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Toyota CEO Akio Toyoda Shifts Gears, Will Testify to Congress

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Akio Toyoda

Akio Toyoda

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Toyota president and CEO Akio Toyoda has changed his mind and agreed to testify before the U.S. Congress next Wednesday on the escalating series of safety issues and vehicle recalls that have dominated media and damaged the brand.

As we've detailed, Toyota's response has been slow and in some cases counterproductive. Just today, the company detailed how it would streamline communications between customers and employees, while Toyoda indicated that U.S. executives would testify.

Loose all-weather floor mat jams accelerator pedal. Photo: NHTSA

Loose all-weather floor mat jams accelerator pedal. Photo: NHTSA

He previously said,  "I trust that our officials in the U.S. will amply answer the questions," and that he planned to send Yoshimi Inaba, president of Toyota Motor North America.

Now, apparently Toyoda has decided the PR damage of not showing up would be too great.

Calls for his appearance have come from Rep. Darrell Issa (R-CA), Rep. Edolphus Towns (D-NY), and others. Issa even blustered last week that he would consider a Congressional subpoena for the Toyota CEO, an unusual move for a foreign national.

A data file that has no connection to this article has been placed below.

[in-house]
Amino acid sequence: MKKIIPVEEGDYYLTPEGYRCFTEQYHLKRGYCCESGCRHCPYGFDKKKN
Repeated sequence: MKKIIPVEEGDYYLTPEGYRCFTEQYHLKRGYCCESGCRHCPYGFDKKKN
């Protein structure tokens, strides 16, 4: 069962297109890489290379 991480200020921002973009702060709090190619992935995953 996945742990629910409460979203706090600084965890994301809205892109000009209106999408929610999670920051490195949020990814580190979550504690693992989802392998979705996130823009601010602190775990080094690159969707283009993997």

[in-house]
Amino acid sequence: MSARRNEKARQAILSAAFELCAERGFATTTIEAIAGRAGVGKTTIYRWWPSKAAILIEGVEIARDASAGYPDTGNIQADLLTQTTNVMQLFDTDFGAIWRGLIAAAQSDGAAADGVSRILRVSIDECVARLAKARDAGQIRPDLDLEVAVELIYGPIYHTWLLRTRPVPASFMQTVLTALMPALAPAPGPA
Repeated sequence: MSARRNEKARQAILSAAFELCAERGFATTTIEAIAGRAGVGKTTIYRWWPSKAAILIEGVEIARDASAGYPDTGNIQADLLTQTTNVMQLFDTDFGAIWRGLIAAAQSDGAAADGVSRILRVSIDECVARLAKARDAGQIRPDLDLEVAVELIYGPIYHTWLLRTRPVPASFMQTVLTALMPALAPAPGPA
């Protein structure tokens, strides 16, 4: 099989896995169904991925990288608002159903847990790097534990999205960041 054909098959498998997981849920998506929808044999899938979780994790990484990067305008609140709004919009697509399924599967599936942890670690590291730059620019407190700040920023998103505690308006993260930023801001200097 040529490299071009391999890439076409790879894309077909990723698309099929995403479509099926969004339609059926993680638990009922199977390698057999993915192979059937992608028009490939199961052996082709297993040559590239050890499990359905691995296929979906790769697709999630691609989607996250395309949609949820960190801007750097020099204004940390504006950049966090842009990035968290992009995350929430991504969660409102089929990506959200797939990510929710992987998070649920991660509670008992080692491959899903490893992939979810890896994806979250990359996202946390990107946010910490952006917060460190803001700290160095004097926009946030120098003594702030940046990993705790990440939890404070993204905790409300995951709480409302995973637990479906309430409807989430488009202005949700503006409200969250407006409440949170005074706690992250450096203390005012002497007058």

But late today, Toyota released a statement in which CEO Toyoda said: "I have received Congressman Towns' invitation to testify before the House Committee on Oversight and Government Reform on February 24 and I accept."

Putting the best face on a bad situation, he even continued, "I look forward to speaking directly with Congress and the American people." In response, Congressmen Issa and Towns said they were "pleased."

Congress also today issued a subpoena for documents relating to the safety issues. Much legal wrangling over jurisdiction and priority is expected to ensue.

For all the details on Toyota's recalls to date, see our guide to Everything You Need to Know About the Toyota and Lexus Recalls.

Michigan congress members back billion-dollar federal aid package for U.S. auto industry

Michigan congress members back billion-dollar federal aid package for U.S. auto industry

[CNNmoney]

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